On-street advertising structures

Citywide ban on 'A' boards and other temporary adverts

On 17 May 2018, the Transport and Environment Committee approved a citywide ban on all temporary on-street advertising structures, such as advertising boards, also known as 'A' boards. This is primarily to improve pedestrian safety and accessibility.

The ban came into force on Monday 5 November 2018.

Three examples of on-street advertising: an A board on a pavement; a tall narrow flag, known as a feather flag, outside a business and rectangular board, around six foot tall, named a city tour board.

Examples of some of the types of temporary on-street advertising that are included under the ban.

Support for businesses

We understand that many businesses need to advertise their presence and have concerns about this ban. We have provided information and links to guidance below to help support businesses through this change.

Guidance for businesses

Download guidance for businesses (PDF, 1.7 MB)


  • guidance on advertising and shopfront design
  • advice for businesses within listed buildings and conservation areas.

This guidance is used to assess proposals for advertisement, planning and listed building consent.

Permission for adverts and changes to shopfronts

You may need advertisement, planning or listed building consent for changes to your premises, such as a new advert. There are stricter controls for listed buildings and buildings in conservation areas. 

Changes made to a listed building usually need listed building consent. You may also need planning permission for changes to your shopfront, especially if it is within a conservation area. Find if your property is listed or within a conservation area.

Download a guide to advertisement consent (PDF, 718 KB)

If you need permission to apply for new signage or changes to your shopfront, read our guidance on how to apply.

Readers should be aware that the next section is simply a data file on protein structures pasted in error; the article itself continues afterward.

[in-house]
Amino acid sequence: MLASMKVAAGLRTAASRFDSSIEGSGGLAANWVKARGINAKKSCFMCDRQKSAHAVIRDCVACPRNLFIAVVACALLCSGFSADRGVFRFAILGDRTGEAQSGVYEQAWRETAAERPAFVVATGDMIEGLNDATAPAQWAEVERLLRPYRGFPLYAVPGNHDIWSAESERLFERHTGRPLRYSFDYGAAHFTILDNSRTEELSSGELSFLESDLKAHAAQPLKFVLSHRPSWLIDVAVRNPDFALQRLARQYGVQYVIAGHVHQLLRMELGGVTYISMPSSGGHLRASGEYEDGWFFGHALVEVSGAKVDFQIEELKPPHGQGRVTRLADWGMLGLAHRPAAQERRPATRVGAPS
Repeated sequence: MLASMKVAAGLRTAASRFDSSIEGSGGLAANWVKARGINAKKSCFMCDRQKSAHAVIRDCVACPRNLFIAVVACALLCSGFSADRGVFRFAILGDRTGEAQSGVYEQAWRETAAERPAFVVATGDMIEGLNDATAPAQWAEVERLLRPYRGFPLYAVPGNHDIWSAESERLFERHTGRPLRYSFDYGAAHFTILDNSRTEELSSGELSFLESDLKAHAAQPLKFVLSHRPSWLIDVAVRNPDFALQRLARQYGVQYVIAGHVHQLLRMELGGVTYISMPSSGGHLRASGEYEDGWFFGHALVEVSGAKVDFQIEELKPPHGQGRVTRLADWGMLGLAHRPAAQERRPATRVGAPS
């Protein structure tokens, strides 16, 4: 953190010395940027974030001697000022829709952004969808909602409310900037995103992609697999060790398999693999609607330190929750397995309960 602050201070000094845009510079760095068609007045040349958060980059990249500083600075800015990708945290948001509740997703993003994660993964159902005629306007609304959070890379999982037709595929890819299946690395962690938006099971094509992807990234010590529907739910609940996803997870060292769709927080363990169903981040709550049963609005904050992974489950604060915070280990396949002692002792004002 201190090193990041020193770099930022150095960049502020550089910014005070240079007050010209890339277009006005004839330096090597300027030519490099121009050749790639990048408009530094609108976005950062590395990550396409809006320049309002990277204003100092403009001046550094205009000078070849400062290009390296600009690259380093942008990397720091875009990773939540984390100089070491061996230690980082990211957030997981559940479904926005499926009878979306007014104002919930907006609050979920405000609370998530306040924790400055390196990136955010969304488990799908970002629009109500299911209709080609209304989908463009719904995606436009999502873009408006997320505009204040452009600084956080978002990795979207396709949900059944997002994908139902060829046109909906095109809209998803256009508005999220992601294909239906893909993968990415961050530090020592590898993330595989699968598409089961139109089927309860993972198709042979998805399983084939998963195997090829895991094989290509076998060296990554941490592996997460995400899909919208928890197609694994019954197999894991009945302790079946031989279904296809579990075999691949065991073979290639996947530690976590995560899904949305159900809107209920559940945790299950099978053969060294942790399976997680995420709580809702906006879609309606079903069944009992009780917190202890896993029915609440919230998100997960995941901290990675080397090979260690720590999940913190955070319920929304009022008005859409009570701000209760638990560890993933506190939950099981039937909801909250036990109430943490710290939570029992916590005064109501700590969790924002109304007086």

Other guidance

The Business Gateway provides business support measures such as training and information on how to make the most of online marketing tools.

Read Edinburgh World Heritage's guidance on how to showcase your shopfront and information about grants for properties within the World Heritage Site.

Read Historic Environment Scotland's guidance on shopfront and signage design.


Summer fringe festival

The festival is an exceptional period in the city’s events calendar, where the city is temporarily transformed to support the huge variety of activities and events taking place. An exemption to the ban is in place during this period specifically for official Council-approved event-related signage to be displayed. This helps the Council to limit unauthorised flyposting across the city. Throughout the festival season the Council works closely with event organisers to make sure event advertising structures meet with public safety requirements.


There is a special dispensation for the use of A-Boards associated with elections on polling days. The terms of use are

  • use only during the hours of polling – 7am to 10pm
  • sited off the pavement whenever possible
  • sited so as to avoid any obstruction to pedestrians
  • sited so as to avoid any obstruction to access to the polling place.

Public information sharing

From time to time, the Council and its partners need to share information about matters of wide public interest or to provide important public safety messages. In certain circumstances, information either attached to lampposts or via footpath stencils are the most effective way to share these messages.

Reporting a breach

If you would like to report a breach please email a-boards.

Planning help desk

The Planning Help Desk is currently operating as an email service. You can contact us at